Home Row

What Does Home Row Mean?

The home row refers to the row of keys on the keyboard where the fingers rest when one is not typing. The row is the reference point from which all the other keys can be reached and is usually the middle row on the keyboard. The home row keys vary depending on the keyboard type and layout.


Techopedia Explains Home Row

The home row is the section of the keyboard where the fingers rest when not typing, of which, there are four home row keys for each hand. There are specific keys that define the home row, four keys on the left for the left hand, and four keys for the right hand. When typing, the fingers are placed on their respective home row keys while the thumbs rest on the space bar.

The fingers are placed lightly on their respective home keys when not typing. Other keys away from the home row are pressed by the finger on the home row key that is closest. After pressing the key positioned away from the home row, the finger is returned to its home row key.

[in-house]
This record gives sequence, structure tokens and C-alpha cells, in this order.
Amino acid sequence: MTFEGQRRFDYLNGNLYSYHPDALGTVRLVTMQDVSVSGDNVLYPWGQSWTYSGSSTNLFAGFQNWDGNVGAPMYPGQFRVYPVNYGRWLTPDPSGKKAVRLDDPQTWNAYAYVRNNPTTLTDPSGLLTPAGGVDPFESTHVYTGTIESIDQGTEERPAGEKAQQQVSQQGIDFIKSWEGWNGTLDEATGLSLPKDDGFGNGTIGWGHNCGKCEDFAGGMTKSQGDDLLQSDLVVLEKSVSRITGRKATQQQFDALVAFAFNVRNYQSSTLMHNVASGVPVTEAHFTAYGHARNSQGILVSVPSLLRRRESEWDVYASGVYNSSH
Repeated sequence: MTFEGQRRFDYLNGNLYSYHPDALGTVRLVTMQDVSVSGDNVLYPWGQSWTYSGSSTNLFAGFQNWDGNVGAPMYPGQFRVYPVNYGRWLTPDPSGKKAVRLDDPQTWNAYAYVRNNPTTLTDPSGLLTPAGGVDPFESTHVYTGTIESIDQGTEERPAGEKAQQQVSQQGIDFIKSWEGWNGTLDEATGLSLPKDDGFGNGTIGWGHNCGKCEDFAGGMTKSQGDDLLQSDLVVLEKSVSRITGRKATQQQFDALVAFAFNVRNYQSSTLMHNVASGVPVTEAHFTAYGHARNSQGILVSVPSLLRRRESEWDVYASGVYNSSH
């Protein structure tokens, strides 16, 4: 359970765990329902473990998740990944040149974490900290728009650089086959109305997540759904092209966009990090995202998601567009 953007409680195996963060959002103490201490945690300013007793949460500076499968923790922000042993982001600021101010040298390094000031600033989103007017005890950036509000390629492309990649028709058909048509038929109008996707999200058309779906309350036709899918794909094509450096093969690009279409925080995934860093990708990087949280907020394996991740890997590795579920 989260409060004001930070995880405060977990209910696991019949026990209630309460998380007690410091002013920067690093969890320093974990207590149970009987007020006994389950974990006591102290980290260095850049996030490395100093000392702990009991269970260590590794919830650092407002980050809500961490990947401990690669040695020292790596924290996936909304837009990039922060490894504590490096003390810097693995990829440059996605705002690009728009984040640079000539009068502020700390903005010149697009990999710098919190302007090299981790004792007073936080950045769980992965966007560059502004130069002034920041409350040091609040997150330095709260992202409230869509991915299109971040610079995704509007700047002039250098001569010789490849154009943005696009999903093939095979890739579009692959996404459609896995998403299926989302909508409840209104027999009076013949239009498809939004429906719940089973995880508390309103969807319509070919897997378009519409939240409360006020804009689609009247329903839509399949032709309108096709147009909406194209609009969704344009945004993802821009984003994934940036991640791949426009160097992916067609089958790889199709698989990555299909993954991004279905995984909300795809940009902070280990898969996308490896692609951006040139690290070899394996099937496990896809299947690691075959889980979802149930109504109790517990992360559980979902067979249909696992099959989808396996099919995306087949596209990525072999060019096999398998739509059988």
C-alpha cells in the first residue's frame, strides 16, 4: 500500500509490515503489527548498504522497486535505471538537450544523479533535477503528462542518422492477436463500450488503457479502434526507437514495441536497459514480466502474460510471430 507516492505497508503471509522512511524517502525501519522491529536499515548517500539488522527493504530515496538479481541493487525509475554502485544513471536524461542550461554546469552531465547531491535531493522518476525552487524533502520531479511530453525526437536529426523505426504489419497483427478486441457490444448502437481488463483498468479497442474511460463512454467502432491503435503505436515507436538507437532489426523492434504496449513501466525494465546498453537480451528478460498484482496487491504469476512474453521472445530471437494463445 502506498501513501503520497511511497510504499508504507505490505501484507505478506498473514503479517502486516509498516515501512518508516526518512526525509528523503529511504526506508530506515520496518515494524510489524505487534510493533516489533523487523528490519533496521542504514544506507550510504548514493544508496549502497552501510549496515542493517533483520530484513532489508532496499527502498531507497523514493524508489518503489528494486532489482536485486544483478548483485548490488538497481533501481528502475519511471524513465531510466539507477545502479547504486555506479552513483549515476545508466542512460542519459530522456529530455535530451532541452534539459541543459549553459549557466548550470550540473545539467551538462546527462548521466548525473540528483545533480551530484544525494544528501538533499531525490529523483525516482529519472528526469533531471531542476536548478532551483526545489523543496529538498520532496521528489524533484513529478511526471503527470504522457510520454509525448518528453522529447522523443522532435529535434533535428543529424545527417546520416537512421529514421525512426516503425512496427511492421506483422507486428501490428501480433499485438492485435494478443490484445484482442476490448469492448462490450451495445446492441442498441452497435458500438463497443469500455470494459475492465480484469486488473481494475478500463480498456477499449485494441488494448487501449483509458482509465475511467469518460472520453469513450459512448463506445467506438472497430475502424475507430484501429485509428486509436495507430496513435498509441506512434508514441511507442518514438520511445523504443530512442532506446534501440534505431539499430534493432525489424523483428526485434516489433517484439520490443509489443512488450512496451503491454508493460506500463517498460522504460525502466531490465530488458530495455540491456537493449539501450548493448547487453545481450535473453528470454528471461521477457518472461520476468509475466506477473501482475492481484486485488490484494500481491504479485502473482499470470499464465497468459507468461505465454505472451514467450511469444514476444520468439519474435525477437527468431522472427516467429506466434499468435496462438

The home row keys vary depending on the keyboard type:

  • On the QWERTY keyboard, the home row keys for the left hand are A, S, D, and F; and J, K, L, and semicolon (;) for the right hand. The index finger rests on the home key F for the left, and J for the right hand. In some keyboards the two home keys are designed with a small bump to enable one find the home row by touching without having to look at the keyboard.
  • On the Dvorak keyboard, the home row keys are A, O, E and U for the left hand and H, T, N and S for the right hand.

The typing speed is dependent on the letters on the home row and usually faster on the Dvorak keyboard that has A, O, E, and U, and H, T, N, and S most easily accessible.


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Margaret Rouse
Technology Expert

Margaret is an award-winning technical writer and teacher known for her ability to explain complex technical subjects to a non-technical business audience. Over the past twenty years, her IT definitions have been published by Que in an encyclopedia of technology terms and cited in articles by the New York Times, Time Magazine, USA Today, ZDNet, PC Magazine, and Discovery Magazine. She joined Techopedia in 2011. Margaret's idea of a fun day is helping IT and business professionals learn to speak each other’s highly specialized languages.